The Sandcastle

In a comment a couple of days back in response to Petesquiz, I wrote:

If science were compared to a beautiful sandcastle, with towers and spires and turrets, statistics is the wave that sweeps over it and reduces it back to a low hummock of wet sand.


Many years ago, in the very first introductory lecture on probability and statistics, the tutor drew a rectangle on the blackboard, and several circles inside the rectangle, and probability_theoryinvited students to imagine that the rectangle was a solid plane in which there were circular holes. He further invited us to imagine that there was a rain of particles falling on this plane, such that some landed on the plane, and some fell through the holes. Assuming an even distribution of particles across the plane, he then asked: “On average, what fraction of all the particles would fall through the holes?”

As one of the students in the lecture theatre, I was quite stunned by this question. And I had no idea what the answer might be. Or even if there was an answer. But the tutor went on to say that we knew that all the particles fell somewhere inside the rectangle, whose area R we also knew. And that we knew that the particles that fell through the holes landed only on the holes, and we knew the area C of these holes. Therefore on average C/R of the particles would fall through the holes, and this was also the probability that any particle would fall through a hole. How beautifully rational! This was the very first lesson in a long series of lessons, most of which I didn’t understand.

Now I think that, in retrospect, if I had not been so stunned, I might have raised my hand and said that his question assumed that we didn’t know the exact positions where all the particles landed. We only had a vague idea. And if we knew exactly, we would be able to give an exact answer to any question of this kind. So in one experiment with 10,000 particles scattered by hand over the rectangular plane, exactly 3,237 particles would fall through the holes, and in another experiment exactly 3,352 particles would fall through the holes. Nature always knows the exact answers to these questions: it is we humans who don’t know.

And therefore, in a profound sense, all probabilistic reasoning is reasoning that grows out of ignorance. It grows out of not knowing all the facts. It grows out of nescience.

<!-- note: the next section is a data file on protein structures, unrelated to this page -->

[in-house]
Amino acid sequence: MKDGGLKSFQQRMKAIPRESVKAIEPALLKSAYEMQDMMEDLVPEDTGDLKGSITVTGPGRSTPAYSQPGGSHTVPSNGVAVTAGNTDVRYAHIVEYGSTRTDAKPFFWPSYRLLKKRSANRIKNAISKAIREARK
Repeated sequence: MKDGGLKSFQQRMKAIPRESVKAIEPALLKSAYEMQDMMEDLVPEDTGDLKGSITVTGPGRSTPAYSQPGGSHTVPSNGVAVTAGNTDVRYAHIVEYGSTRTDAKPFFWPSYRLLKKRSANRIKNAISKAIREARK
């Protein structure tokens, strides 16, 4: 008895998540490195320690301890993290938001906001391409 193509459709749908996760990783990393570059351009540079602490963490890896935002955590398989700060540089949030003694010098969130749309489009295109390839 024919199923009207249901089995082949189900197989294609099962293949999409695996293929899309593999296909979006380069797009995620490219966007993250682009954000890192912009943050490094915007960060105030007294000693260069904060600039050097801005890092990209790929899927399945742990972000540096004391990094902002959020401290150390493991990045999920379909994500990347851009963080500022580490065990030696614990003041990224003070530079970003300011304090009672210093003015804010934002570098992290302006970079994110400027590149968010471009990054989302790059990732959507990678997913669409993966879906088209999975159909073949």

And therefore any true and perfect science must necessarily be devoid of any kind of probabilistic reasoning of this kind. And any science which uses probabilistic arguments of this kind can be automatically described as a defective science. And the more that probabilistic arguments are used in any science, the more defective that science will be.

And since, to the best of my understanding, Quantum Physics employs statistical or probabilistic arguments throughout, we may dismiss Quantum Physics as a defective science (and perhaps the very best example of defective science). And in fact, since nobody understands quantum physics, the “success” of quantum physics has resulted in it becoming not so much a science as a nescience.  It’s become a black hole in knowledge.

The “beautiful sandcastle” to which I was referring in my comment was the non-probabilistic science of Galileo and Kepler and Newton, which gave precise answers to questions: e.g. the semi-major axis of the Earth’s elliptical orbit has a length of 1.496× 108 km. But the arrival of probabilistic or statistical arguments was the arrival of a wave that reduced the beautiful sandcastle to a low hummock of wet sand. For with probability exactitude and precision vanish. Everything gets blurred. The length of the semi-major axis becomes iffy. It might be this, or it might be that. And if we add to that the fact that we are using mathematical calculators which might or might not be providing us with the exact right answers, then science – knowledge – must dissolve away completely into nescience.

And very arguably we are now witnessing the dissolution of the beautiful sandcastle of exact science into a low hummock of nescience.  For it is now being argued that if there is even a 0.001% probability that Environmental Tobacco Smoke kills anybody in any year, then that means that in a population of 1 million people, ETS will cause the deaths of 10 people – which is utterly intolerable. Antismoking Tobacco Control zealots now conjure up hundreds of millions of dead people using statistical arguments of this kind. e.g. A Billion Lives. And these deaths are regarded as being as certain as the deaths recorded in drownings or traffic accidents.

People may object, like Roberto, that such arguments “can be easily refuted”, but it is unfortunately the case that they are not being refuted. They have instead become accepted common knowledge. They are repeated ad nauseam in the mainstream media. They are what Everybody Knows. Everybody knows that smoking causes lung cancer. When I lived in Devon I knew a woman whose father died of it. He hadn’t been a smoker, but he had once worked as a bartender in a smoky pub: post hoc ergo propter hoc. We have descended back into a medieval mindset in which anything, however improbable, can cause anything else.

About Frank Davis

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20 Responses to The Sandcastle

  1. waltc says:

    Tho the mathematical and statistical tends to make my head hurt, your sand castle picture made me intuitively and instantly understand your point. Brilliant analogy. And yes, the Billion Lives that the vapers have apparently convinced themselves they’re saving has always struck me as pure concocted nonsense. Why not 79,487? 543,972? How about none?